Electronic media have a heavy carbon footprint because of the energy they require to exist. Unlike physical media digital media only work if there is energy to deliver them. They also need energy to survive, so the emissions associated with electronic media are substantial. This much we know and although emissions associated with data centres are recognised as problem, we do not really know how to quantify them. Nor do we know how to reduce their energy footprints without the risk of frying or freezing the data. But something must be done because data centres are responsible for more carbon dioxide generation than the entire aviation industry.

Much of the problem would be solved if data centres were cooled using renewable energy. Google has taken a lead with renewables and in 2017 announced that it was purchasing as much renewable energy as possible, however it still needs to plug into the grid. Google might fancy a chat with Windcloud 4.0, founded in Germany earlier this year and which describes itself as a “regenerative cloudhoster”.

Windcloud 4.0’s energy comes from locally generated wind power and a large photovoltaic park. Energy is stored in megawatt batteries and the whole set up is designed for redundant energy security. Internet connection is two parallel fibre optic lines running at 2TBits per second.

The world’s digital infrastructure is growing every second and is predicted to consume 20% of the world’s electricity production by 2030. At this rate the urgency of moving data centres to renewables can hardly be overstated if the planet is to be saved from being fricaséed by then. So this initiative by Windcloud 4.0’s founders and partners from the energy industry and local government is to be welcomed. The initiative fulfils key requirements for a data centre that, apart from being carbon neutral, should be readily extendable. It should also be fully certified so that external third party auditors confirm its carbon neutrality. Windcloud 4.0 is certified to ISO 27001 for data security and EN 50600 for its infrastructure and buildings.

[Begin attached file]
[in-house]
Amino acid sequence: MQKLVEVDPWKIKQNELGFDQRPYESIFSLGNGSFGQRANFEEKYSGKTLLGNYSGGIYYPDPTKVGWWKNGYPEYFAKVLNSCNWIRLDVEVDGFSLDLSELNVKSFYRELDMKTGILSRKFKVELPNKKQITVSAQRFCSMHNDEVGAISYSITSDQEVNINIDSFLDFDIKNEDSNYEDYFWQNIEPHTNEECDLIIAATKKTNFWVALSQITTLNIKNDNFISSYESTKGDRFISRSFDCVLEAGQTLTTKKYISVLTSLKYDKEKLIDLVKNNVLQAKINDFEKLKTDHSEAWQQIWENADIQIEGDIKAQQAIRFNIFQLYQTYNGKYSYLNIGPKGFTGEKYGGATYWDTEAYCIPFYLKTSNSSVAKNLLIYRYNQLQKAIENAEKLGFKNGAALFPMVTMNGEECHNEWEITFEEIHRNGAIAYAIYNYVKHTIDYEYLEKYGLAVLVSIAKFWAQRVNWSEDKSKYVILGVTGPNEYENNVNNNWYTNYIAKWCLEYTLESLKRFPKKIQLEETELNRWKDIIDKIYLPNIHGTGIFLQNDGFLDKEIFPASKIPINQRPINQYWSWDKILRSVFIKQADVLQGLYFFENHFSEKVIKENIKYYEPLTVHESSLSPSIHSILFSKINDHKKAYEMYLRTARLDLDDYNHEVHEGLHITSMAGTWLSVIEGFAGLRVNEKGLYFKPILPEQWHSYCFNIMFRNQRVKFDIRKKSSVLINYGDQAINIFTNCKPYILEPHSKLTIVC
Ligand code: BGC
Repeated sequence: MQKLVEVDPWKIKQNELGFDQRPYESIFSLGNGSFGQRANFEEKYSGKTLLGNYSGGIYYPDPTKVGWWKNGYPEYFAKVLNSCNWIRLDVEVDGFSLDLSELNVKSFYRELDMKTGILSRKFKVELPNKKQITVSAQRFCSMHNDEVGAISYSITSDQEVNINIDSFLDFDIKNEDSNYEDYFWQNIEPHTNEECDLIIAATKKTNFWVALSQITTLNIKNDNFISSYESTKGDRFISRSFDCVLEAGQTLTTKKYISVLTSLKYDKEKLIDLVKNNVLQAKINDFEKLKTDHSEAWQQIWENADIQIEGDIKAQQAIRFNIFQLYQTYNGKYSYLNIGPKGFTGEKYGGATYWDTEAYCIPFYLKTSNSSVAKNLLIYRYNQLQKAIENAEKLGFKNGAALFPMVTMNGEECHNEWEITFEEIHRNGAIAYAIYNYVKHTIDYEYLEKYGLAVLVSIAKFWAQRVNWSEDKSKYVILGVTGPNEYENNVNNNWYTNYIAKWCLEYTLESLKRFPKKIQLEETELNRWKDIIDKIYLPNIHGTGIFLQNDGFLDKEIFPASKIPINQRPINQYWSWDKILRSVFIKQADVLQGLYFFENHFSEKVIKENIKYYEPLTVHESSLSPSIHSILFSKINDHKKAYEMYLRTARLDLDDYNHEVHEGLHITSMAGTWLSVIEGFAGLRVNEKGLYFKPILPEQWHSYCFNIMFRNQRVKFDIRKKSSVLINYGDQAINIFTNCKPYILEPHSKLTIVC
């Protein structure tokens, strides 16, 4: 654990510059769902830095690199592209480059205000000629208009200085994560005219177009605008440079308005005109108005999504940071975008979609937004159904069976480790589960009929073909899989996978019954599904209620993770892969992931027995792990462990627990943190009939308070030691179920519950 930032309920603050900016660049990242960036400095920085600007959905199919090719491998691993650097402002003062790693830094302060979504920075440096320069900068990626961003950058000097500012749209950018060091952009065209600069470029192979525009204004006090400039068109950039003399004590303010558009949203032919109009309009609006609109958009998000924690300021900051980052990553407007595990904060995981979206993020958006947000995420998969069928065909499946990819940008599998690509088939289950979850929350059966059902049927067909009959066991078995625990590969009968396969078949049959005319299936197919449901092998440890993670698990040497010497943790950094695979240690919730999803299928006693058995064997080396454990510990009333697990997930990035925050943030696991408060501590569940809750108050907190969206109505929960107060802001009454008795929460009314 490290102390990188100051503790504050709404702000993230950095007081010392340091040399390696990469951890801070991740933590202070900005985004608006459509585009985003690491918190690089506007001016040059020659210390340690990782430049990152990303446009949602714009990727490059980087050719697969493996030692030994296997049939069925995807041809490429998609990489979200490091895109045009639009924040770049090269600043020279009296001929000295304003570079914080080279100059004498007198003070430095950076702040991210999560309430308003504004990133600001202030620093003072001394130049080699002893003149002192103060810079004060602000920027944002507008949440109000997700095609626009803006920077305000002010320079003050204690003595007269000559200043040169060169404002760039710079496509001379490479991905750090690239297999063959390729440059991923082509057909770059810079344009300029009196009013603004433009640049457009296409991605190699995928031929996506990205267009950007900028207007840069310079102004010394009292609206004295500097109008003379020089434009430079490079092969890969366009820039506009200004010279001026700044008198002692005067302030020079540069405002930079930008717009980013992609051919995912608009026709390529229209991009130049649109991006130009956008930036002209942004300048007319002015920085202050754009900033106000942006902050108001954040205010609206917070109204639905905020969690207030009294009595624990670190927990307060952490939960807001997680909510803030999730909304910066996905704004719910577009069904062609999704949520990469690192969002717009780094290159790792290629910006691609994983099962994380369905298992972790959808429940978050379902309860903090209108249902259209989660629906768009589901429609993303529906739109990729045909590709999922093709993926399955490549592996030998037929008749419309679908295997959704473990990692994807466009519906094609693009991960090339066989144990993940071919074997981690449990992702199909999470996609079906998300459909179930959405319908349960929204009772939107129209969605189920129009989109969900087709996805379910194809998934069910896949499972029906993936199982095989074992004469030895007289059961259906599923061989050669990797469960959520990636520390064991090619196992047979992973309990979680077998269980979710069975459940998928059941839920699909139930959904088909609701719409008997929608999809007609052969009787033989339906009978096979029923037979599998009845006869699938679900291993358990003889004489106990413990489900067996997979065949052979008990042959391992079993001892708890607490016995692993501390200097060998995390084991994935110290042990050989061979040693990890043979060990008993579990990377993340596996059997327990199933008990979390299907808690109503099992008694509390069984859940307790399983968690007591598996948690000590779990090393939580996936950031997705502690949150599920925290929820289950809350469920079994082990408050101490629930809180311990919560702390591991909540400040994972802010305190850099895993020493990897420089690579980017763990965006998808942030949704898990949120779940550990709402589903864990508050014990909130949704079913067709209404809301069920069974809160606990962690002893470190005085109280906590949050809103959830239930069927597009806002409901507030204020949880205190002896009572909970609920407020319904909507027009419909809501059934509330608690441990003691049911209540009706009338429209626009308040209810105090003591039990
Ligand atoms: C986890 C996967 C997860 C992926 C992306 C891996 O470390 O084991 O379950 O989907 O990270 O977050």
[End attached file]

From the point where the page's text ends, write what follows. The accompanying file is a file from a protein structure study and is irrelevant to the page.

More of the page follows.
Germany generates masses of windpower along its northern coast and last year much of what was produced was not used, mainly because there was no suitable means of storing and delivering it. Windcloud 4.0’s business is based on using a controlled model to manage renewable energy distribution and storage to support data hosting and cloud services within a protected network.

This young company offers all industries, including graphics, with a sustainable alternative to conventional cloud hosting. It’s worth a closer look not just by Google, but also by suppliers and manufacturers offering cloud services to printers and publishers.

  • Laurel Brunner

This article was produced by the Verdigris Project, an industry initiative intended to raise awareness of print’s positive environmental impact. This weekly commentary helps printing companies keep up to date with environmental standards, and how environmentally friendly business management can help improve their bottom lines. Verdigris is supported by the following companies: Agfa Graphics, EFI, Fespa, HP, Kodak, Kornit, Ricoh, Spindrift, Splash PR, Unity Publishing and Xeikon.